Michigan Attorney General Dana Nessel has issued her first cease and desist notices over price gouging during the novel coronavirus crisis, and the first recipient is an unnamed Hillsdale resident.
According to a press release issued early Wednesday evening, the attorney general’s office had received 572 price gouging complaints as of 11 PM Tuesday. The office’s Consumer Protection Team has been gathering complaints online and over the phone as the state attempts to stop individuals and businesses from taking advantage of the pandemic.
The Hillsdale resident is accused of selling face masks on eBay at substantially marked-up prices.
Additional notices of intended action were sent to the Menards corporate office and A.M. Cleaning and Supplies — both also accused of price gouging.
The A.G.’s office also contacted several other business owners seeking more information on their pricing practices, which they will be required to provide if they wish to avoid further investigation or legal action.
In the press release, Nessel said, “Our primary focus is consumer protection and ensuring that Michiganders have access to the goods they need at reasonable prices. We are not looking to shut down companies or financially jeopardize any business owner with fines, but when proprietors are not following the laws, we will take swift legal action to protect the pocketbooks of residents in this state. I can assure you that anyone trying to illegally profit off this public health emergency will be held accountable.”
The release reiterates that while an injunction to shut down a store is possible under the Consumer Protection Act, that is not the focus of the Attorney General’s office. Instead, the release says the focus is to ensure consumers have access to goods at prices that make sense, and not prices rooted in an effort to exploit during a public emergency.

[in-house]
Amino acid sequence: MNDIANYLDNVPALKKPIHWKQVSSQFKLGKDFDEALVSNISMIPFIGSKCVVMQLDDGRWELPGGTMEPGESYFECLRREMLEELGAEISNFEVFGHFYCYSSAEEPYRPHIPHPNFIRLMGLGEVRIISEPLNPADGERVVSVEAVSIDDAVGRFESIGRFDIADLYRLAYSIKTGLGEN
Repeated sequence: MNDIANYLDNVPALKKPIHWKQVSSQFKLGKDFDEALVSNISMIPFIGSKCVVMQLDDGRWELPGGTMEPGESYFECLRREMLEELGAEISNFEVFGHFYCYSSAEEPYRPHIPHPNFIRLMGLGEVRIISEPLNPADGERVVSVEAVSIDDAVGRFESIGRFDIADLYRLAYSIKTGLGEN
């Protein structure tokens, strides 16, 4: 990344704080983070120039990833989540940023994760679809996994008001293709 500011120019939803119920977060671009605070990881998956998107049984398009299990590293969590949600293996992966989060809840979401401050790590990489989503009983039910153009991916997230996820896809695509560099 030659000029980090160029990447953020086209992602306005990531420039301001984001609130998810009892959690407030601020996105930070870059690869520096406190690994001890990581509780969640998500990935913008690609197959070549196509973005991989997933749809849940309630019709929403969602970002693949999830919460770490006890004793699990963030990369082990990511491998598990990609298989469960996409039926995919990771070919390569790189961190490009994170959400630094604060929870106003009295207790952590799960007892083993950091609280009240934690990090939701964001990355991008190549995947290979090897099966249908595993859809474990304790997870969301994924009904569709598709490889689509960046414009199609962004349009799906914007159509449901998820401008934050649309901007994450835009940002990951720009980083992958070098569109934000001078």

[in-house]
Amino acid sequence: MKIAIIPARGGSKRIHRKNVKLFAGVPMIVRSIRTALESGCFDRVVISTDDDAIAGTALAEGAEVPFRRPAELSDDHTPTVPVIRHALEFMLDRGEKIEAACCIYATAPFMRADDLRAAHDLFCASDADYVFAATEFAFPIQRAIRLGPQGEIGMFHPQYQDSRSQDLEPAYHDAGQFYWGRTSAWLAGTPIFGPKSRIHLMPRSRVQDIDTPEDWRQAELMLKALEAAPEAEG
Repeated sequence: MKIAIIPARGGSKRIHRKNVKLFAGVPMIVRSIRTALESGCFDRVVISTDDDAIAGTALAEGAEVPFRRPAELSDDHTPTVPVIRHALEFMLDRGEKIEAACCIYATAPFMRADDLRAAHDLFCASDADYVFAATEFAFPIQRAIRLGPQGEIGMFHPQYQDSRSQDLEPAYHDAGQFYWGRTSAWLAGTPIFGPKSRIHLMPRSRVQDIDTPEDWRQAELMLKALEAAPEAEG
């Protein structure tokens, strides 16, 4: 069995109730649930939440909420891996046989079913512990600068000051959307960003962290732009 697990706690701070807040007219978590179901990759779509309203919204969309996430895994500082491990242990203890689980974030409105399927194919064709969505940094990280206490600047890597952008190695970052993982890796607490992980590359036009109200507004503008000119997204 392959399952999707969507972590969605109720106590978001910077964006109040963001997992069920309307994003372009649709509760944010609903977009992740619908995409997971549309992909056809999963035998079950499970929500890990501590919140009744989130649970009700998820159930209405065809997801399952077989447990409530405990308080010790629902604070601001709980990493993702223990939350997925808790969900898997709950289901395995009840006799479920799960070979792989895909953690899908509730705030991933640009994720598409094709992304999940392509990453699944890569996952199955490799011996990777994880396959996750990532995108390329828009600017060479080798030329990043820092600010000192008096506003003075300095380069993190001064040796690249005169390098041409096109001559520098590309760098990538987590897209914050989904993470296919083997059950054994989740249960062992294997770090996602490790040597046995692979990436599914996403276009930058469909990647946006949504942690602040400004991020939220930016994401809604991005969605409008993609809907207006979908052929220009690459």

But it also goes on to say that the Attorney General’s office will seek injunctions when individuals are attempting to run their own stores by purchasing products from another retailer and selling them out of the trunks of their cars, for example.
Some of the other products mentioned in the complaints include toilet paper, bottled water, meat, milk and cleaning products like hand sanitizer, disinfectant wipes, rubber gloves, bleach, etc. More recent complaints have included reports of businesses breaking up bulk packages of products and selling items individually, and stores selling products they don’t generally offer – all at reportedly high prices. Some products that were allegedly being resold at marked-up prices still had sticker tags or labels from the business where it was originally offered.
Gov. Gretchen Whitmer issued an executive order Sunday to specifically address price-gouging related to COVID-19. That order, in part, states no business or person can sell products grossly in excess of the purchase price at which they bought the product. It also says products cannot be sold or offered at a price that’s more than 20 percent higher than what it was listed as of March 9, 2020 – unless the seller can justify the higher price due to an increase in the cost of bringing the product to market.
Meanwhile, legislation introduced in the Michigan Senate would create additional tools for investigators to rein in price-gouging. The bipartisan bills would add price-gouging protections during an emergency declaration or market disruption. Nessel recently stated her support for the legislation.